Patricia Galvis-Assmus: La Monalisa Chibcha

 
  • ©1996, Patricia Galvis-Assmus

Artist(s):


Title:


    La Monalisa Chibcha

Exhibition:


Creation Year:


    1996

Category:


Keywords:



Artist Statement:


    What is computer art? Numerical concept or physical reality? Is a print of any kind the “piece”? Does the output media matter? If “art” is the image created, is it not then housed in the storage media? What is more valuable then, the disk or the print?

    These are the questions that are addressed through La Monalisa Chibcha. The image is a melding of pre-Columbian icons, da Vinci’s Mona Lisa, and a child. Although this particular combination is based on the nickname my father has given my young daughter, the title represents many things. Mostly, I see the connection of the pre-Columbian icon to a present-day Colombian child: the history and culture that we should pass on to our children. The use of da Vinci’s Mona Lisa speaks to the incalculable number of regulations of that world-famous portrait. The actual merit of the work has been belittled by overexpo­sure. It has become a cliche. This brings me to the issue explored in La Monalisa Chibcha. In a way, the actual image is irrelevant for the ask­ing of the questions.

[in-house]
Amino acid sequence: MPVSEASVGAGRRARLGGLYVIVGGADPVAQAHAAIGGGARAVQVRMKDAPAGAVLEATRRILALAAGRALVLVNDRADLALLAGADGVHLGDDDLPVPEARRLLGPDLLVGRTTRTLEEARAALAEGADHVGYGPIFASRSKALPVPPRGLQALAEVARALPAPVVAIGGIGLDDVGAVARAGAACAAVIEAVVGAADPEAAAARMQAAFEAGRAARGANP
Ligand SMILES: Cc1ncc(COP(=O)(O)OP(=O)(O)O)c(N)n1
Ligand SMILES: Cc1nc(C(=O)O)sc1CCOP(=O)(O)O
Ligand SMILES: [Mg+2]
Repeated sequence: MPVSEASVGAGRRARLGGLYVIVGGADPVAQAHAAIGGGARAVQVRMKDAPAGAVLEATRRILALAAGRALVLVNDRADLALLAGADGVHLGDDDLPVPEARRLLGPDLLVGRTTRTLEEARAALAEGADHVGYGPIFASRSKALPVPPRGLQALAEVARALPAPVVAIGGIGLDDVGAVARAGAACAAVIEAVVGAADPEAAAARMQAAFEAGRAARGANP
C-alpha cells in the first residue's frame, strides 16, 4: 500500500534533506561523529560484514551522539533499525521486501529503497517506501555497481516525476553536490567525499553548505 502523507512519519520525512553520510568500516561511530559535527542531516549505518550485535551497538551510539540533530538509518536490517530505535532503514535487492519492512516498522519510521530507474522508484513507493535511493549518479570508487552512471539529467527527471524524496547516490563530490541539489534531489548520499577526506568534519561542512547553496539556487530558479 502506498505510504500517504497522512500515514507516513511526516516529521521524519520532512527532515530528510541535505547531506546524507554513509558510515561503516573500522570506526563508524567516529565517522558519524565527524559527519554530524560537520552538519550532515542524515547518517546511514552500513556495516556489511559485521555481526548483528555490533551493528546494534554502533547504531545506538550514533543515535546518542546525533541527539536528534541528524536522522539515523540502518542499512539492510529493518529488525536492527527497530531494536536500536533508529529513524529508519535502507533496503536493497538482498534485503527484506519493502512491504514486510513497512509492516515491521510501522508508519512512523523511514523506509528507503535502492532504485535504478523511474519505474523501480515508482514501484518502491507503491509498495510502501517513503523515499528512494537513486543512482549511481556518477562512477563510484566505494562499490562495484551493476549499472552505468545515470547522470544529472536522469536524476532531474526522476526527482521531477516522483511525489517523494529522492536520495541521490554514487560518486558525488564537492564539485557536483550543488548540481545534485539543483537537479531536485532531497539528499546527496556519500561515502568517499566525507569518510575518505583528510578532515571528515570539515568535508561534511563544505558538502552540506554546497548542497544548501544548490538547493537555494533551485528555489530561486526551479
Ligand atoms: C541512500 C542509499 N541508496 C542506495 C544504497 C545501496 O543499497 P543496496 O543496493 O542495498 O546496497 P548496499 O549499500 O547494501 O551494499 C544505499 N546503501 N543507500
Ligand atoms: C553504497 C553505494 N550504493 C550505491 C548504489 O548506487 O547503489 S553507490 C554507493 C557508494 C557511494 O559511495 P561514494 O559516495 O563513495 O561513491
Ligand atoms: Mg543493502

By creating a digital image, I am using and taking advan­tage of the many effects and possibilities in image manipu­lation. My creative decisions are based partly on aesthetic considerations and partly on technical limitations. So far, this does not differ so much from other media. When we are done, “finished”, we then face a dilemma. As digital imaging evolves, we need to investigate and resolve what and how we exhibit. The ques­tions start again. Should we paper the world with dupli­cates of our creations, allowing the finished work to be con­trolled in its final “look” by technical and financial limitations? Or do we maintain integrity and create for pure enjoyment, curiosity and ART?

    We are losing the elusive quality that tints our human memory when we are visually bombarded by the prolifera­tion of available material.